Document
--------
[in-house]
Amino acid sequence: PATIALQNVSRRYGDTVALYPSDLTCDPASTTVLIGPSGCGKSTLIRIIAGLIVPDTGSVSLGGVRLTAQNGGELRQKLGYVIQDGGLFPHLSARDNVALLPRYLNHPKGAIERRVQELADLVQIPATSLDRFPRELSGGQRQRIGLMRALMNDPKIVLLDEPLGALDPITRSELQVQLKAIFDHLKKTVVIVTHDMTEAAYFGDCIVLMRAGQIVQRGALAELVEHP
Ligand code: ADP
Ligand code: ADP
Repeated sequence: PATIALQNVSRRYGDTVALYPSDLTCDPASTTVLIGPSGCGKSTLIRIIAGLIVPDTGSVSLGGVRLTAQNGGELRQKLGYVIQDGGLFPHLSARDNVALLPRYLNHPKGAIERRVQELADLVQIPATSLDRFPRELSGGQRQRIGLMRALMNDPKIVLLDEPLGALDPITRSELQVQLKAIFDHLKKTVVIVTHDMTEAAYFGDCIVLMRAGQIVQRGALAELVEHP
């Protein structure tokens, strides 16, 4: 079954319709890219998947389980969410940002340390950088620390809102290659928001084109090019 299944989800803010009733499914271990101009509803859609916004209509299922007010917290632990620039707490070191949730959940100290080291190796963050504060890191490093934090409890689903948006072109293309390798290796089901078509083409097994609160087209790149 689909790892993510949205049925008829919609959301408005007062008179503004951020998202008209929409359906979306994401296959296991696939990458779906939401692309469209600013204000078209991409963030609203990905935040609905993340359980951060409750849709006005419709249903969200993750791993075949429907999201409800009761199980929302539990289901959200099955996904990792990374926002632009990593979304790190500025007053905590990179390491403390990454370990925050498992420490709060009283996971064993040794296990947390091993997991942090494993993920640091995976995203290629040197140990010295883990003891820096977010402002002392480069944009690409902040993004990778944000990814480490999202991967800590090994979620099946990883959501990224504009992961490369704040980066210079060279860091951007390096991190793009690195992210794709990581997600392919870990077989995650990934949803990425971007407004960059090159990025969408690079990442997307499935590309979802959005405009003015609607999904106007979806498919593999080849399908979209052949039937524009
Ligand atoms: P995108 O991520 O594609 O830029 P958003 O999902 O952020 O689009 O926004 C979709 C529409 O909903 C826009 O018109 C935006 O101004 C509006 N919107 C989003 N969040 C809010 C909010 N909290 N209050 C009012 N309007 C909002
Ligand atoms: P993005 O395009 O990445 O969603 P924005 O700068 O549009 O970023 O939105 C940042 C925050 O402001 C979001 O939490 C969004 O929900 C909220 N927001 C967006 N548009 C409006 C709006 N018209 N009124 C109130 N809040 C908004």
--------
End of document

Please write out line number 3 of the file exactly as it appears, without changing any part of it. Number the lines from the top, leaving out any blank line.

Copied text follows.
Ligand code: ADP